My dream was so detailed, and it fascinates me that I could remember the little details.

In real life, I'm the godfather of his daughter. In 2017, we crammed our end-of-rotation report on pancreatic cysts for gastroenterology. He was brilliant.

Happy birthday, Carlos!


Do you think I am saved?

Hilary Mantel’s The Mirror and the Light
I spotted Hilary Mantel's The Mirror and the Light, the third novel in her historical fiction trilogy about Thomas Cromwell, from a pile of books on sale at National Bookstore, SM Gensan. I didn't mind that I'd only read Wolf Hall (the first) and hadn't even gotten started on Bring Up the Bodies (the second). There's no method, other than my mood, that governs my choice of the next reading material—a novel, a short story, a poetry collection, a book of essays, a theological discourse, a biochemistry textbook.

I started reading the novel right away. On page 223, Thomas Cromwell—now Lord Thomas Cromwell, Master Secretary to the King Henry VIII, Lord Privy Seal—talks to Robert Barnes, a Lutheran cleric. Hilary Mantel, one of my greatest discoveries this year, reimagines the internal struggle of Cromwell about his Protestant faith in the passage below. 

It is difficult to be at ease, [Cromwell] thinks, with men who believe that, since the misunderstanding in Eden, we have had neither reason nor will of our own. "The king says if, as Luther holds, our only salvation comes through faith in Christ, who has elected some of us, not others, to life eternal, and if our works are so besmirched as to be entirely useless in God's eyes, and cannot help us to salvation--then why should any man do charity to his neighbour?"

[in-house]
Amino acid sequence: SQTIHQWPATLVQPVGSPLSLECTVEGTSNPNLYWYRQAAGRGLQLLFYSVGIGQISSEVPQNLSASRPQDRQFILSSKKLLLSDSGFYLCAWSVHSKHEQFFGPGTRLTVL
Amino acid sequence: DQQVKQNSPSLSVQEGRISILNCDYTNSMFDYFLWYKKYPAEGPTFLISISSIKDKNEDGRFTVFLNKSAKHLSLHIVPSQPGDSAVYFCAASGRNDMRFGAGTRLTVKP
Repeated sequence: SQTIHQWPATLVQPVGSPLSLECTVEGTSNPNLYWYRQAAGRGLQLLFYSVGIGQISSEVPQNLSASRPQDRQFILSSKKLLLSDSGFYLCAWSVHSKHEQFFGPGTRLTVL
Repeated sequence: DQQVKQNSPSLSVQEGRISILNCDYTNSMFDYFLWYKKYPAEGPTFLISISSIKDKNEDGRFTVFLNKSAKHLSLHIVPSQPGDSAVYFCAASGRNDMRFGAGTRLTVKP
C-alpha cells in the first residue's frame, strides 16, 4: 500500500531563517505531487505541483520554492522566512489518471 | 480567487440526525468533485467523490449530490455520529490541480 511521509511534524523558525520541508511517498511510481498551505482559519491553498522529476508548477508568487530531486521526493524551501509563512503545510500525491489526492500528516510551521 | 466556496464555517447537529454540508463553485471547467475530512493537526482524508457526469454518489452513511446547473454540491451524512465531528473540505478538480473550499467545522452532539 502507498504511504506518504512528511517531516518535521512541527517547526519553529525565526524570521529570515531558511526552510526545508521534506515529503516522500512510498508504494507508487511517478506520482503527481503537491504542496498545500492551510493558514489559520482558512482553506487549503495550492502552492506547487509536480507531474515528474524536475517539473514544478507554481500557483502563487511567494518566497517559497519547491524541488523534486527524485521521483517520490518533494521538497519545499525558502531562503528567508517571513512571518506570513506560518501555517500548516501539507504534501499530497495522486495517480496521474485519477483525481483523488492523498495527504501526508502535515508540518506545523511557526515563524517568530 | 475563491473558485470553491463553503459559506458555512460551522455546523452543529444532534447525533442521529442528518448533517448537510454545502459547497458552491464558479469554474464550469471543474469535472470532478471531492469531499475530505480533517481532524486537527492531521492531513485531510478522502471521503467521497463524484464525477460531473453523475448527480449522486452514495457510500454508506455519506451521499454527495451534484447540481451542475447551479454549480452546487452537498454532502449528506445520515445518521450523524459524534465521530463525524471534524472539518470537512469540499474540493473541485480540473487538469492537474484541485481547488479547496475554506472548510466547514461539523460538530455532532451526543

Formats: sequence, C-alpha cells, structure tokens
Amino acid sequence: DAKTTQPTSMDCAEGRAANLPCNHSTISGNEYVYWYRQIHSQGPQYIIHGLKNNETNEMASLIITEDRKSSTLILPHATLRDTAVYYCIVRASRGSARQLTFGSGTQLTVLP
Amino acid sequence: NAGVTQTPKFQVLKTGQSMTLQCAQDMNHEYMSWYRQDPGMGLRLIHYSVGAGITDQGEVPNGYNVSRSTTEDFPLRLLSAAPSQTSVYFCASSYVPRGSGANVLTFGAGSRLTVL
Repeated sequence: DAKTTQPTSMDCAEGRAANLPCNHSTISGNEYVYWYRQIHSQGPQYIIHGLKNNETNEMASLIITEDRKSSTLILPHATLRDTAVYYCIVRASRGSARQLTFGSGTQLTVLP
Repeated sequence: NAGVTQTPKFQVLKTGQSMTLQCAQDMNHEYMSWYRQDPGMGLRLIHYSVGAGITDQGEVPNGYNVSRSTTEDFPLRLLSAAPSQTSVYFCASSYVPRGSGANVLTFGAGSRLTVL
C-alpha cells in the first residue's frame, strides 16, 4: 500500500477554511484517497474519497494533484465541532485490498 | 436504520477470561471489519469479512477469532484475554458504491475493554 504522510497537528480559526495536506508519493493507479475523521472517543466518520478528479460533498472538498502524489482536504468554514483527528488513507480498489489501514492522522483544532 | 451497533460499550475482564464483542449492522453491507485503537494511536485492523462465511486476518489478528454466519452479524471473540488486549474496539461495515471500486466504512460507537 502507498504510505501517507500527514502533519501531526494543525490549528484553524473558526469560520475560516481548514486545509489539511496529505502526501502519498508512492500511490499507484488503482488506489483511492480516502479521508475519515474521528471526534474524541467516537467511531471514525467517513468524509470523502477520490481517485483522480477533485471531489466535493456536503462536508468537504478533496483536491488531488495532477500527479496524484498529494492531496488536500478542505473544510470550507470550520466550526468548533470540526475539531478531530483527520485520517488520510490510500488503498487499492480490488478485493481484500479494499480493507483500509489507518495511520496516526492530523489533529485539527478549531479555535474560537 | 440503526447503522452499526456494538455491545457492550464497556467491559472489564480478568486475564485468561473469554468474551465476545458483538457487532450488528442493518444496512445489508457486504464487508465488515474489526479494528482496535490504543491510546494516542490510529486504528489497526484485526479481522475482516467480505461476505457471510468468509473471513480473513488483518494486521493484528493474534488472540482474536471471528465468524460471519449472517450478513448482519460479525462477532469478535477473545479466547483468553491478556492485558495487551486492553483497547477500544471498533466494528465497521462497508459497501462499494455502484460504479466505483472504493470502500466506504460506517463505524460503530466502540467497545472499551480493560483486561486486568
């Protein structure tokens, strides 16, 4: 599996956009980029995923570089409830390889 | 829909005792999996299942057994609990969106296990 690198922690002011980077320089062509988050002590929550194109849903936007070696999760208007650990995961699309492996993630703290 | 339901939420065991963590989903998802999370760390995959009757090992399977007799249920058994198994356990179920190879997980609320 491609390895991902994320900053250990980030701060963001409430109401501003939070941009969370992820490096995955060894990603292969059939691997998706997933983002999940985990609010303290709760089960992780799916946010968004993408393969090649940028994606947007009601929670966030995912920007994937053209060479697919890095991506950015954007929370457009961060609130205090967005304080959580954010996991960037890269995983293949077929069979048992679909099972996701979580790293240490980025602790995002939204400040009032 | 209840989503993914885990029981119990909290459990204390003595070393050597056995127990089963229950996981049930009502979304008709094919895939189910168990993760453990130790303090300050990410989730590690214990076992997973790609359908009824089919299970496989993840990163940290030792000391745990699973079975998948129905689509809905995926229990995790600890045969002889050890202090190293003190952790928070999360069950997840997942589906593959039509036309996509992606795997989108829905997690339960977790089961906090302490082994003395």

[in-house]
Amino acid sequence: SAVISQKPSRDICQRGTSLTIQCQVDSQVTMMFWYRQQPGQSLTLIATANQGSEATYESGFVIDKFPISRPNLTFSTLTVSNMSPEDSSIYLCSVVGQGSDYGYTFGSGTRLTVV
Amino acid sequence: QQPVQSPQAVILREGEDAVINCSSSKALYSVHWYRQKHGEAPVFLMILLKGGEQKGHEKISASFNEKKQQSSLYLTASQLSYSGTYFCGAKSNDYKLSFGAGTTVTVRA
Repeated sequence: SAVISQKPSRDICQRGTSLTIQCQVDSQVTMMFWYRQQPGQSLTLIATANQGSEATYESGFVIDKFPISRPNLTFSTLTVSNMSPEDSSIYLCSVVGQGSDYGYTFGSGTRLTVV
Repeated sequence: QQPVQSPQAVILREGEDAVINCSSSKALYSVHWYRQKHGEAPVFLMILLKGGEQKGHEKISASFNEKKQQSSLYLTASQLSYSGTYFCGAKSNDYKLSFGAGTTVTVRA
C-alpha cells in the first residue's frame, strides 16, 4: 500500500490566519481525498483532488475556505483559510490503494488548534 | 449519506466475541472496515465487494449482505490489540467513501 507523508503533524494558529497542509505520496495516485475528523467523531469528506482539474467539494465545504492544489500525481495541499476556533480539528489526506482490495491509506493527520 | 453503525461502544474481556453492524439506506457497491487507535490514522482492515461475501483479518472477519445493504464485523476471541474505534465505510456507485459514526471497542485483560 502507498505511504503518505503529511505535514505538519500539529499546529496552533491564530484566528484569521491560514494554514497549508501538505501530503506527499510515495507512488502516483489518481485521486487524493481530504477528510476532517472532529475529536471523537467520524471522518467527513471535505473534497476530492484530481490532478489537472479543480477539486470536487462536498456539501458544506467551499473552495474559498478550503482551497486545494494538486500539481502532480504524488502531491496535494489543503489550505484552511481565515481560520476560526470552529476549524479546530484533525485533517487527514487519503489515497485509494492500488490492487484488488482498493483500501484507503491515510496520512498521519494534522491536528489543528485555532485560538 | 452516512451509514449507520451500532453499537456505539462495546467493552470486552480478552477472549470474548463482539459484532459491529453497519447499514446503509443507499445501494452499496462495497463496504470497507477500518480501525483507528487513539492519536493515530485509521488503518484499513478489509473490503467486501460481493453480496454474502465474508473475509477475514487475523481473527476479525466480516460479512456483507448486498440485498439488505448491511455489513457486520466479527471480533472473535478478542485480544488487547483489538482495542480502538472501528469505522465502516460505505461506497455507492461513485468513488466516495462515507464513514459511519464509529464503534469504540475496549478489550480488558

"Works follow election," Barnes says. "They do not precede it. It is simple enough. The man who is saved will show it, by his Christian life."

"Do you think I am saved?" he says. "I am covered in lamp black and my hands smell of coin, and when I see myself in a glass I see grime--I suppose that is the beginning of wisdom? About my fallen state, I have no choice but agree. I must meddle with matters that corrupt--it is my office. In the golden age the earth yielded all we required, but now we must dig for it, quarry it, blast it, we must drive the world, we must gear and grind it, roll and hammer and pulp it. There must be dinners cooked, Rob. There must be slates chalked, and ink set to page, and money made and bargains struck, and we must give the poor the means to work and eat. I bear in mind that there are cities abroad where the magistrates have done much good, with setting up hospitals, relieving the indigent, helping young tradesmen with loans to get a wife and a workshop. I know Luther turns his face from what ameliorates our sad condition. But citizens do not miss monks and their charity, if the city looks after them."